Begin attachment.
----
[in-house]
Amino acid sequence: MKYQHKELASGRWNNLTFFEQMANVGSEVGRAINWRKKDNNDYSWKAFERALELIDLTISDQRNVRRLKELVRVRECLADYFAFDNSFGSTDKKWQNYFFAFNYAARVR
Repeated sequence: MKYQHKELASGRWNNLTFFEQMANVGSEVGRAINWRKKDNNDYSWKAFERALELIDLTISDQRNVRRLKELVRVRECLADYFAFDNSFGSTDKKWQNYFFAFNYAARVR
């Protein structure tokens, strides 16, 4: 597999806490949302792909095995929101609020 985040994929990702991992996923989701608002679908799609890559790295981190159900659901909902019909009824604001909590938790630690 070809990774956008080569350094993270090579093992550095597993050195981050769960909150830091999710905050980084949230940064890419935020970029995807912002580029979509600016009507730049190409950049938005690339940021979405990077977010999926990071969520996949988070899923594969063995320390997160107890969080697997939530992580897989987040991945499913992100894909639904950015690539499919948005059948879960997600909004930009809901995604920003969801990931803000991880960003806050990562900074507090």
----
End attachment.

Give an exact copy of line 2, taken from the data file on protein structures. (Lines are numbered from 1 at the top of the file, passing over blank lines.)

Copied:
Amino acid sequence: MKYQHKELASGRWNNLTFFEQMANVGSEVGRAINWRKKDNNDYSWKAFERALELIDLTISDQRNVRRLKELVRVRECLADYFAFDNSFGSTDKKWQNYFFAFNYAARVR